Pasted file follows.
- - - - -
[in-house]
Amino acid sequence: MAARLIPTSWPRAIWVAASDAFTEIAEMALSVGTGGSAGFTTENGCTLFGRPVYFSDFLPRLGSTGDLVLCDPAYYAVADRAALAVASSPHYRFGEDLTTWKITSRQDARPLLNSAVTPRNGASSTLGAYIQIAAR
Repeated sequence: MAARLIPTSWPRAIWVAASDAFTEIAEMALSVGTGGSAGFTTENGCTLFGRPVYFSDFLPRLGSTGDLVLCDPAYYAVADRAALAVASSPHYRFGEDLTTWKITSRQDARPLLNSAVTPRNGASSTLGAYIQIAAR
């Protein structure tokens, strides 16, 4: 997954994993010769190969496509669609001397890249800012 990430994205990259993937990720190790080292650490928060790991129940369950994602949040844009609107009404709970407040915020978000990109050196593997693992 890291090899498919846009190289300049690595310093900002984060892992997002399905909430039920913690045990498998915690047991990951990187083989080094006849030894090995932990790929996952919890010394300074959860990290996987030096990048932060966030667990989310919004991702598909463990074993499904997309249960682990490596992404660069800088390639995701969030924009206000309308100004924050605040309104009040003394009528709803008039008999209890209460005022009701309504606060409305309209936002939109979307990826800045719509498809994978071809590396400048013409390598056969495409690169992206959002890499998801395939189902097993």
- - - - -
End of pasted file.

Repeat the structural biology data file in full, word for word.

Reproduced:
[in-house]
Amino acid sequence: MAARLIPTSWPRAIWVAASDAFTEIAEMALSVGTGGSAGFTTENGCTLFGRPVYFSDFLPRLGSTGDLVLCDPAYYAVADRAALAVASSPHYRFGEDLTTWKITSRQDARPLLNSAVTPRNGASSTLGAYIQIAAR
Repeated sequence: MAARLIPTSWPRAIWVAASDAFTEIAEMALSVGTGGSAGFTTENGCTLFGRPVYFSDFLPRLGSTGDLVLCDPAYYAVADRAALAVASSPHYRFGEDLTTWKITSRQDARPLLNSAVTPRNGASSTLGAYIQIAAR
């Protein structure tokens, strides 16, 4: 997954994993010769190969496509669609001397890249800012 990430994205990259993937990720190790080292650490928060790991129940369950994602949040844009609107009404709970407040915020978000990109050196593997693992 890291090899498919846009190289300049690595310093900002984060892992997002399905909430039920913690045990498998915690047991990951990187083989080094006849030894090995932990790929996952919890010394300074959860990290996987030096990048932060966030667990989310919004991702598909463990074993499904997309249960682990490596992404660069800088390639995701969030924009206000309308100004924050605040309104009040003394009528709803008039008999209890209460005022009701309504606060409305309209936002939109979307990826800045719509498809994978071809590396400048013409390598056969495409690169992206959002890499998801395939189902097993």